THE SLINGS AND ARROWS Reviewing Shakespeare

Two writers on the Bard and pop culture

Richard: Portrait of a Serial Killer

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Richard III is a play of murder, ghosts, sword fighting and a hunchback king, returning us to the royal strife of England. Henry VI has just been murdered and Edward IV now rules. In response, our homocidal Duke of Gloucester, Richard III, employs a familiar Shakespearean motif where the villain details their dark motivations and darstardly plot to the audience. After thoroughly deciding to be bad (though he’s already been offing folk for yonks now) Richard does not disappoint, embarking on a spree of deceit, exploitation, murder and outright villainy in a bid to take the throne. Richard woos Lady Anne alongside the still fresh corpse of her father in-law Henry VI, then spurs the recently returned Queen Margaret to curse him a blue streak (my favourite lines being where she brands our Quasimodo ‘thou elvish-mark’d, abortive, rooting hog!’ and ‘rag of honour’). At this point it’s clear we are in for a rotten good time.

In order to inch along the line of succession, Richard first arranges to have his brother Clarence killed in bed (the poor soul is stabbed and drowned). The king then dies and Richard finds himself being outwitted and challenged by his two bright young nephews who now stand to inherit the crown. So Richard beheads their cohorts, brands the princes bastards, locks them up, finally becomes king and then murders them, soon poisoning the fiancé he earlier widowed then wooed. Wow.

All this evil can’t go unnoticed and eventually the populace catches on, rebelling against their new king. Richard screws over one too many co-conspirators and Henry, the Earl of Richmond is called in to challenge the hunchback. Popular opinion turns and armies converge against our anti-hero, even the ghosts of his previous victims confront him. The heroic Earl of Richmond sweeps in and defeats Richard, throwing him to the ground and running him through. Richard finally meets his end and this dominant image leads us to our inevitable conclusion: never before has a hunchback so desired a horse… no wait, the other one, the abhorrent fruit of treason and civil war is that a murderous cripple becomes king and is slain in isolation and condemnation. More blood is shed and England is mocked. This is what happens when you mess with the throne.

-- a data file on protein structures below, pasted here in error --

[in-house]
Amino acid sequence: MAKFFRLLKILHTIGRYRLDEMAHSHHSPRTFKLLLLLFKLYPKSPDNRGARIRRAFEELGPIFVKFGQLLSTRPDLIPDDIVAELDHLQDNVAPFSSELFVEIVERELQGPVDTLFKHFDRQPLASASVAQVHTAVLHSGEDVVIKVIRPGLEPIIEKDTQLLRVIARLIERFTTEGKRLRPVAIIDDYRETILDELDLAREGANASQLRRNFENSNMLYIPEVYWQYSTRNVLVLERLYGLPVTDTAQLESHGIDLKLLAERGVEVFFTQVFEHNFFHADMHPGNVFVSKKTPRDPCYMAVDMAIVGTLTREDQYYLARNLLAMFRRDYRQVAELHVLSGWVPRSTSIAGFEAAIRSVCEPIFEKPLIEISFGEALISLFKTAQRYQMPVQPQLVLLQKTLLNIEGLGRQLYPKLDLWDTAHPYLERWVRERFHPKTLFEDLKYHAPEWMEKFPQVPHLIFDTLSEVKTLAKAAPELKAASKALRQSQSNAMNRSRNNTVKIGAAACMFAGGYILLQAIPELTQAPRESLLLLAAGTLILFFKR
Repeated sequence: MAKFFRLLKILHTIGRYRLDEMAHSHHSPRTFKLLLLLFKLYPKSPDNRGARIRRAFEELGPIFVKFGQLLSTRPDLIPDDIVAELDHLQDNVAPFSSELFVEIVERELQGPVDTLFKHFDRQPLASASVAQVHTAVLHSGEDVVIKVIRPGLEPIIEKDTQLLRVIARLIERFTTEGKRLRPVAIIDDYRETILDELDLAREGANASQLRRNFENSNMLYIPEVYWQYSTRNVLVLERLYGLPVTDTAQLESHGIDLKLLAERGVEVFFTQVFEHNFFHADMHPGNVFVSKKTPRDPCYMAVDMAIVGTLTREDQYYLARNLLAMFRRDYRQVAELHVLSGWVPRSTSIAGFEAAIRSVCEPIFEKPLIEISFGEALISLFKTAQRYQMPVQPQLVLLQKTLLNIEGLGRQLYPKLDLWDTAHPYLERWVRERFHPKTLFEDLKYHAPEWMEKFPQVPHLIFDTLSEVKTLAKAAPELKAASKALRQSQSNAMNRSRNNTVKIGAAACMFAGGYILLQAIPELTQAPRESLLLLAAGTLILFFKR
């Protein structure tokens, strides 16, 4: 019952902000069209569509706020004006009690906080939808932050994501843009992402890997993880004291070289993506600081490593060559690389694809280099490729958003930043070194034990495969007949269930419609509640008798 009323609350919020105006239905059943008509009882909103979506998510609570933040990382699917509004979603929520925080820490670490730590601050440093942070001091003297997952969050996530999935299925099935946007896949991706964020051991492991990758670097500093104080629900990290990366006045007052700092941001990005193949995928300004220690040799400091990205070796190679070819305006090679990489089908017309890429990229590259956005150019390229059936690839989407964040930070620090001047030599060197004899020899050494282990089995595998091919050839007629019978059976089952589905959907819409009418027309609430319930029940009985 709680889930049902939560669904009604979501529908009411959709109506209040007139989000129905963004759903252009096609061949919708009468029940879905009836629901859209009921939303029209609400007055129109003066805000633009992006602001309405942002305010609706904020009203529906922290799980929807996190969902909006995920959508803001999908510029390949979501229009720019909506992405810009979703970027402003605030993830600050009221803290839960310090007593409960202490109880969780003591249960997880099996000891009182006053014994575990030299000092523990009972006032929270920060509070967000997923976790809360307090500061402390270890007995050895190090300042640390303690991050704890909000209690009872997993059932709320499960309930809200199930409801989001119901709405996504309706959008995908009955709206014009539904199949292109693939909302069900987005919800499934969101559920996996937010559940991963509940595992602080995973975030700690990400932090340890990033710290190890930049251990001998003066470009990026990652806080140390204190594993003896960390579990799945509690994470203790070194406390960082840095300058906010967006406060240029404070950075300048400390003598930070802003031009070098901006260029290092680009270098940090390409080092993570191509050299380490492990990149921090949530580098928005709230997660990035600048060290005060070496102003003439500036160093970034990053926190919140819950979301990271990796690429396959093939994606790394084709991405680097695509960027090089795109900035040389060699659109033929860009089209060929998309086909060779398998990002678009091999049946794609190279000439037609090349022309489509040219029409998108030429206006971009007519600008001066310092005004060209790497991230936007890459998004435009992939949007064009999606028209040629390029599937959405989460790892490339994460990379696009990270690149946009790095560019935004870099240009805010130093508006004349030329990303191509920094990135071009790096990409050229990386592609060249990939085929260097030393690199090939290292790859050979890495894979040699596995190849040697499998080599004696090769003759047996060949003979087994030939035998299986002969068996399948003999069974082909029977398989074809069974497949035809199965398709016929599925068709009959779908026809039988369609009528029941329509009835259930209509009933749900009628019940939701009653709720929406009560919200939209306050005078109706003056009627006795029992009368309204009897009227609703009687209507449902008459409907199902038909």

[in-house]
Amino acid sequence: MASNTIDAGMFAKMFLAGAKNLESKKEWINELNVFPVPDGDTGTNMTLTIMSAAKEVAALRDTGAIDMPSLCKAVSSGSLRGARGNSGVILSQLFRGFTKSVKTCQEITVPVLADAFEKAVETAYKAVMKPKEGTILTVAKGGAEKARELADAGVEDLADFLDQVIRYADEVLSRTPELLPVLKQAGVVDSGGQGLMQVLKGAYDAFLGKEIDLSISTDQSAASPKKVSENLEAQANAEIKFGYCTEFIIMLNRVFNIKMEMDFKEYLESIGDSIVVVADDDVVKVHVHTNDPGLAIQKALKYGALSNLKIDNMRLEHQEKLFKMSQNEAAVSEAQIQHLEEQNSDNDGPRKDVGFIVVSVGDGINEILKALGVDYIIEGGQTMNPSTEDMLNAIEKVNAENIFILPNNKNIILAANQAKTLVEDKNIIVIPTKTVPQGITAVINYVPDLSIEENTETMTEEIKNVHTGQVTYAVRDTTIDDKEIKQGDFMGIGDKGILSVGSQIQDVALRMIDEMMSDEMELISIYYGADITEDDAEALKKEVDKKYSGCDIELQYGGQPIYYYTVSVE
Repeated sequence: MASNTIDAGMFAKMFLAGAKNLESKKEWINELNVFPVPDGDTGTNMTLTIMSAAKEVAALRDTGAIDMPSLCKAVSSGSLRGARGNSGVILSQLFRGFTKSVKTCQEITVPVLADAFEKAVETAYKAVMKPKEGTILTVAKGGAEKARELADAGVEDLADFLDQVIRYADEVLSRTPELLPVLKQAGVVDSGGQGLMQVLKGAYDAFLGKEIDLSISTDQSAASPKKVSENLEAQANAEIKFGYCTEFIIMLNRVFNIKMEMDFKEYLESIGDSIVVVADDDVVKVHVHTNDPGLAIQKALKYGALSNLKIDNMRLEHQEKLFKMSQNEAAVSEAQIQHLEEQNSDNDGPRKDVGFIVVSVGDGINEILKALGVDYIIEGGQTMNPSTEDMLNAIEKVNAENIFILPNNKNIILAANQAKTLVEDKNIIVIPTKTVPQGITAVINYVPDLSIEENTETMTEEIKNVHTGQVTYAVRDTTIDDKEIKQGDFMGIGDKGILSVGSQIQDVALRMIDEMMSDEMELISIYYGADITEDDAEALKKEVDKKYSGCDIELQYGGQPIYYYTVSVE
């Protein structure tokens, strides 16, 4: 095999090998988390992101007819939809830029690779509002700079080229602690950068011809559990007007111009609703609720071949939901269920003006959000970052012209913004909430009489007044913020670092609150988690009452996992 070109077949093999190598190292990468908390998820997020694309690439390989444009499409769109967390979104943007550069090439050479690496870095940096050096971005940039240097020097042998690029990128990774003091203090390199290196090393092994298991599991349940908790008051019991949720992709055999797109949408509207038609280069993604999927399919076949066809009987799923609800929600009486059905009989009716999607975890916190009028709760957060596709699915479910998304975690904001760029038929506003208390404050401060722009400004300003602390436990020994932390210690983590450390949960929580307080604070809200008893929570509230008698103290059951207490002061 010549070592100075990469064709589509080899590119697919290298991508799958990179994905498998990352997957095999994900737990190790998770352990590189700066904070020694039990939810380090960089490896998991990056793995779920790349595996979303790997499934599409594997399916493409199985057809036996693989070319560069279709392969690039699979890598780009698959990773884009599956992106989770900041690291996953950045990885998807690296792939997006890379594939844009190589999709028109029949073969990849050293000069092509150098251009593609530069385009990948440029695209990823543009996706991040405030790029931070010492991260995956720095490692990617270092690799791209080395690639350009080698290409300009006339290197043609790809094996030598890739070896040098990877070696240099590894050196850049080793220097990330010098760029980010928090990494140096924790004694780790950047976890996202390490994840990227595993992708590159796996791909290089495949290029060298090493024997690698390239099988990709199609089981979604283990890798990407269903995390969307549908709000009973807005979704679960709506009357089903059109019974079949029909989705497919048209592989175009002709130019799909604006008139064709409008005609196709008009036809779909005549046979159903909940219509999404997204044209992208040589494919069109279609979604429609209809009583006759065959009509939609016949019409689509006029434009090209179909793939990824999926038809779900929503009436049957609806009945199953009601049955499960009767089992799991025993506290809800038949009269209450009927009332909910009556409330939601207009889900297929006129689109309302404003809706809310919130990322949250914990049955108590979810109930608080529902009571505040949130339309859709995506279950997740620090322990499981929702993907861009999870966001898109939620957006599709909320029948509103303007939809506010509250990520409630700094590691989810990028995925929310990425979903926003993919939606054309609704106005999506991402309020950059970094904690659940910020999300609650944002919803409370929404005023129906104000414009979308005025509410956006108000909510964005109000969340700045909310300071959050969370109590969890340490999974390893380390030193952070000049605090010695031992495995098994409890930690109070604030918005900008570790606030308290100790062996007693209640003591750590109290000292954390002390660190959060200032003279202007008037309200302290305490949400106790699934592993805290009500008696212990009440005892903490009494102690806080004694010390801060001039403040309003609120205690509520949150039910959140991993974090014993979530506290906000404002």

Shakespeare is spelling out the lesson of the story loud and clear. In Elizabethan times it was considered that God, Peter and the saints, Queen Elizabeth, the aristocracy and the poor, the local butcher and whore, everyone fit into a preordained chain of command. The theology of John Calvin had also gone some way in teaching that the status of powers and souls were predestined and the monarchy was part and parcel of an established order that stretched from Heaven, top-down to London then to the bowels of Hell. So to challenge the established systems of authority is a treasonous, Luciferean act that invites judgement and chaos into the land. You want a different king? Fine, now you have a blood-thirsty monster for a monarch, and what a monstrous monarch he is…

If ‘The Henriad’ presented us with a myriad of players and a frequently absent protagonist, then Richard III makes no bones about who this story is about (actually, there’s an abundance of bones made here come to think of it). Our anti-hero Richard commands the narrative, defining his motivations for the audience and manipulating each character’s compliance or outrage. For the first time in this overarching story, possibly the oeuvre, Shakespeare has crafted a character in particular fullness. The namesake of the play is our key character, fully realized, dangerously active within the plot and unforgettable. Richard III is a cold, hard killer, built out of pure badness and lots of fun to boot.